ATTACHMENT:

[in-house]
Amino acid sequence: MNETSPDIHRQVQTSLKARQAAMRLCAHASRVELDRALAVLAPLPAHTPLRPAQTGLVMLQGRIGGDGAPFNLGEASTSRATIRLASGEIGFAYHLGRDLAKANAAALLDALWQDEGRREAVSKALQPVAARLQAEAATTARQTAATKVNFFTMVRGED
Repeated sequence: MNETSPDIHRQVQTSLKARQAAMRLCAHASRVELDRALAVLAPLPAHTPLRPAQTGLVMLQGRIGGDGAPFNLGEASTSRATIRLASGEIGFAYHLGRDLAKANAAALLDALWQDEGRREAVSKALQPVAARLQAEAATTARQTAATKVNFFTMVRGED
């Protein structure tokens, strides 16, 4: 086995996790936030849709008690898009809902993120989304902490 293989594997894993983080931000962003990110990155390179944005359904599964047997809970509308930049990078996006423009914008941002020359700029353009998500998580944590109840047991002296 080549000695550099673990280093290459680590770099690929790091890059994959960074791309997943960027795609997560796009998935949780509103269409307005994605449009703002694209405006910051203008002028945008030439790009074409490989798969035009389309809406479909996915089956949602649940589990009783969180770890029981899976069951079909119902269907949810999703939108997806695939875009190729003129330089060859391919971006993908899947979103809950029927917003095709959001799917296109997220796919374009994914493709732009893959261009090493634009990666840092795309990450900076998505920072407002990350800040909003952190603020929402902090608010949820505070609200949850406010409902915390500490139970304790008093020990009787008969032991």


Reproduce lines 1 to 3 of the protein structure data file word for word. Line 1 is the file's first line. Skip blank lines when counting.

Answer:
[in-house]
Amino acid sequence: MNETSPDIHRQVQTSLKARQAAMRLCAHASRVELDRALAVLAPLPAHTPLRPAQTGLVMLQGRIGGDGAPFNLGEASTSRATIRLASGEIGFAYHLGRDLAKANAAALLDALWQDEGRREAVSKALQPVAARLQAEAATTARQTAATKVNFFTMVRGED
Repeated sequence: MNETSPDIHRQVQTSLKARQAAMRLCAHASRVELDRALAVLAPLPAHTPLRPAQTGLVMLQGRIGGDGAPFNLGEASTSRATIRLASGEIGFAYHLGRDLAKANAAALLDALWQDEGRREAVSKALQPVAARLQAEAATTARQTAATKVNFFTMVRGED